The Sheboygan County Historical Research Center (SCHRC), located in Sheboygan Falls, Wisconsin, specializes in the preservation and storage of written records of all of Sheboygan County and the surrounding area.
500,000 images,1,000,000 documents
Where Local History Is All About You
Summer is near, and road construction has begun. Check out this roller of the 1920s. It was used to compact soil, gravel, concrete, or asphalt in the construction of roads.
The loss of a friend and unparalleled volunteer at SCHRC - Allen D. Payne died April 26, 2017 at the age of 89. For years Allen and his wife, Marilyn, gave thousands of hours each year to make the photo collection what it is today - spectacular!
Allen will truly be missed.
Monday - Closed
Tuesday - Friday - 9:00 - 4:00pm
Saturday - 8:30am - 12:00pm
Sunday - Closed
In 1890, Eighth Street from Pennsylvania Avenue to Michigan Avenue, was Sheboygan’s first street to be paved with cedar blocks. The results, however, were not entirely satisfactory. Inspectors found that many of the blocks were defective and not spaced properly.
Michigan Avenue, nevertheless, was also paved with cedar blocks the following year. 1903 - Seventh Street was our first paved macadam street. (broken stone of even size used in successively compacted layers for surfacing roads and paths, and typically bound with tar or bitumen.)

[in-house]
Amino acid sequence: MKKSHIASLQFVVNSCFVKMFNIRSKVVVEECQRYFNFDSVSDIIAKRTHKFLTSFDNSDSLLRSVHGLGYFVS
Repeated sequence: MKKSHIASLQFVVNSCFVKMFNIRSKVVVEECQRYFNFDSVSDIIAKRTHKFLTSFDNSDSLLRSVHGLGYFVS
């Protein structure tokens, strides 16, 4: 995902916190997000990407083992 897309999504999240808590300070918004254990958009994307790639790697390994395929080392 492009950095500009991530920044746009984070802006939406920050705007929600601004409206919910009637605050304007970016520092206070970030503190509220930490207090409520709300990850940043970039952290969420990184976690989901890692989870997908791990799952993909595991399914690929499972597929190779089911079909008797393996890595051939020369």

518 Water Street
Sheboygan Falls, WI 53085
This 12 x 18 foot mural, found in the new Sheboygan County Courthouse, was painted by a Professor G. Nordinger of Chicago in 1933. It depicts a fur trader, Jacques Vieux, exchanging cloth, hardware and trinkets with an Indian chief. The scene was the trading post of William Farnsworth once located near the old Ashby Bridge near today’s Esslingen Park. Nordinger once served as a portrait painter in the Court of Luxemburg and was a member of the Art Academy of Munich and the Ecole des Beaux Arts of Paris.
After traveling around the county, it found a permanent home in 1986. Read the full story here.
Old cedar blocks used in paving Sheboygan city streets, circa 1910s.
Closed Saturday, May 27, 2017 for Memorial Day weekend.
History: gossip well told. ~Elbert Hubbard